Sound apart, the great thing about Primare's components is that they look a lot more expensive than they are, even at this elevated level, thanks to solid, rigid casework and controls with a smoothness and precision that makes them a delight to use.
Inputs on this preamp are available both on standard phonos – three line-ins, a tape loop and an AV bypass – and two sets of balanced XLRs.
We'd suggest you use balanced wherever possible – running a reference player into the Pre30 balanced, then connecting out to Primare's A30.2 power amp in the same way. This brings extra focus and greater bass control.
The AV bypass is a useful facility for those of us seeking to combine a purist stereo system with surround sound: connect the front left/right channel preouts of a good AV receiver using this input, and the signal bypasses the preamp's switching and volume control, and goes straight through to the preamp outputs.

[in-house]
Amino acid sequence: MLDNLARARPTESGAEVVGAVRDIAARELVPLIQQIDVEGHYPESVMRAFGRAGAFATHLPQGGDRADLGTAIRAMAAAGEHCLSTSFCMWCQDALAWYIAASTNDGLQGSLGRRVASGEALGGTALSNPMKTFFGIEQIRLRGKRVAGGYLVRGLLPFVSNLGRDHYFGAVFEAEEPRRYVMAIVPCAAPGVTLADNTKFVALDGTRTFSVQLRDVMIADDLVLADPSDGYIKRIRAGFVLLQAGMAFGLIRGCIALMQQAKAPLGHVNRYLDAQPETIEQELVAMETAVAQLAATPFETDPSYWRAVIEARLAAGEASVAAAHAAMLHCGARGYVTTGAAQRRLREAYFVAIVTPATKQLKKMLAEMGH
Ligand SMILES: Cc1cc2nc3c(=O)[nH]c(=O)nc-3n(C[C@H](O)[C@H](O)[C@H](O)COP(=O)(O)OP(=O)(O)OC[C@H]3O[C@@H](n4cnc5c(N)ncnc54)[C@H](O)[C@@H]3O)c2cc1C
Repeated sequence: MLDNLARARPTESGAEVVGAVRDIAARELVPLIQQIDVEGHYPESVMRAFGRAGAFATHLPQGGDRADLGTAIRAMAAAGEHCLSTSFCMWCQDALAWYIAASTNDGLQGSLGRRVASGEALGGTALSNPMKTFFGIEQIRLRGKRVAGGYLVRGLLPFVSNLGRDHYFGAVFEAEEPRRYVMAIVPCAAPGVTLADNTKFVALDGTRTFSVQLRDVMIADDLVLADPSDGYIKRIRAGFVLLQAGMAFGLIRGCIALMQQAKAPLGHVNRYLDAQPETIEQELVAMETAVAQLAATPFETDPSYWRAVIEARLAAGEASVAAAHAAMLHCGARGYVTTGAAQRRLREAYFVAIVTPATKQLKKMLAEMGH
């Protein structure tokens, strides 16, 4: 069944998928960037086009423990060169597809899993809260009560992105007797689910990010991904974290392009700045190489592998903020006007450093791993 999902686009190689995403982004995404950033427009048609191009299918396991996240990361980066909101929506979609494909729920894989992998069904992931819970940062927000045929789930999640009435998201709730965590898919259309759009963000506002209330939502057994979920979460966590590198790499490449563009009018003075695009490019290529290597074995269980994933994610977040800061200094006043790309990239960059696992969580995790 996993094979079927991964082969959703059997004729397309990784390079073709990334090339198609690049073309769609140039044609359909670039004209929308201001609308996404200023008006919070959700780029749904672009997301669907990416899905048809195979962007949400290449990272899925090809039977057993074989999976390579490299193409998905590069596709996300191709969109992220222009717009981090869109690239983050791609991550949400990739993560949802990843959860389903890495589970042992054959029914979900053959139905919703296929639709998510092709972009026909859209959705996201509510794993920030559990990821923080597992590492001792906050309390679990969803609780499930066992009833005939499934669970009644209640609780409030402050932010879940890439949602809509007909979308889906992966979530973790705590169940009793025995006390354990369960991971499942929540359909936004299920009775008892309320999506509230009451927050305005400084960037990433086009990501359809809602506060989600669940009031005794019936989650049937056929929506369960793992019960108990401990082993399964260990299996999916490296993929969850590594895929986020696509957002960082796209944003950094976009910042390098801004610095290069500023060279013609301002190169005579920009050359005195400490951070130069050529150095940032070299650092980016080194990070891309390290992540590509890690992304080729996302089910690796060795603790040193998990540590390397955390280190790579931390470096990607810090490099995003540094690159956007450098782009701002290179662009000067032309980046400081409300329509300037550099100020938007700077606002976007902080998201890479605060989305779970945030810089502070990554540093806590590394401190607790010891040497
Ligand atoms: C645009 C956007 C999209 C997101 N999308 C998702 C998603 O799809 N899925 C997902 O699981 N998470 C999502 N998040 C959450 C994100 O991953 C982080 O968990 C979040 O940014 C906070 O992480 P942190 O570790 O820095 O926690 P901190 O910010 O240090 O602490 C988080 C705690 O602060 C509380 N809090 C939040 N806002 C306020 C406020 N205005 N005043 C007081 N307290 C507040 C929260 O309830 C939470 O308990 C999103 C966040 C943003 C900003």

An impression of quality
Primare's C31 remote handset – a chunky metal-cased device, again with those precise buttons – controls the Pre30, and can also drive a range of the company's other products. The overall impression of quality is maintained before you even start to listen.
After a few hours' warm-up the preamp, (in harness with the A30.2 power amp) shows its not inconsiderable mettle. The balance is natural and controlled, but at the same time fully able to shake the walls when the recording and the ancillary equipment allows.
And there's all clarity needed to make the most of orchestral works, even when a symphonic big band is going full tilt at a spot of Mahler, or combining with a choir in a Verdi opera, or a Bach oratorio.
There's actually a dearth of amplifiers for this kind of money, and the Primare finds itself up against some serious rivals.
On this showing, however, the Pre30 – especially when used with the A30.2 power amp – has the ability to take on the best and shine through, with a sound that's rather more than just that of the company's integrated amps plus a dose of extra oomph.